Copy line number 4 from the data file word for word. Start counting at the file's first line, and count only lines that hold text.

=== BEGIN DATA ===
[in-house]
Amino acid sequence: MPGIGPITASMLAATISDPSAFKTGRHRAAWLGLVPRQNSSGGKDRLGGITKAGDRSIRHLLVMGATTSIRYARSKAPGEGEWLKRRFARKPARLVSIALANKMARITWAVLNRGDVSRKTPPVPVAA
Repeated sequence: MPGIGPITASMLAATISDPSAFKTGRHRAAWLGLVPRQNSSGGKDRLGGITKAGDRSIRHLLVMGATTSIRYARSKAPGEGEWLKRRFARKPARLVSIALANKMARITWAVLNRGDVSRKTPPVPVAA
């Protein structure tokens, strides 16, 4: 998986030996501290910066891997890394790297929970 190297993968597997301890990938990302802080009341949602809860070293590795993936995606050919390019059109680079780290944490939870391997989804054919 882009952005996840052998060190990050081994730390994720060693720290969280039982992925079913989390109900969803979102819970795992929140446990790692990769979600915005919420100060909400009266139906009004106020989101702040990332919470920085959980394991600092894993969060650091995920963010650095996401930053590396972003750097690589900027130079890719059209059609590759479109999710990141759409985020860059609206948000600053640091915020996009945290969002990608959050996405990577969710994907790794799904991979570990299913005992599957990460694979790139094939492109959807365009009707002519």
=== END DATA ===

């Protein structure tokens, strides 16, 4: 998986030996501290910066891997890394790297929970 190297993968597997301890990938990302802080009341949602809860070293590795993936995606050919390019059109680079780290944490939870391997989804054919 882009952005996840052998060190990050081994730390994720060693720290969280039982992925079913989390109900969803979102819970795992929140446990790692990769979600915005919420100060909400009266139906009004106020989101702040990332919470920085959980394991600092894993969060650091995920963010650095996401930053590396972003750097690589900027130079890719059209059609590759479109999710990141759409985020860059609206948000600053640091915020996009945290969002990608959050996405990577969710994907790794799904991979570990299913005992599957990460694979790139094939492109959807365009009707002519």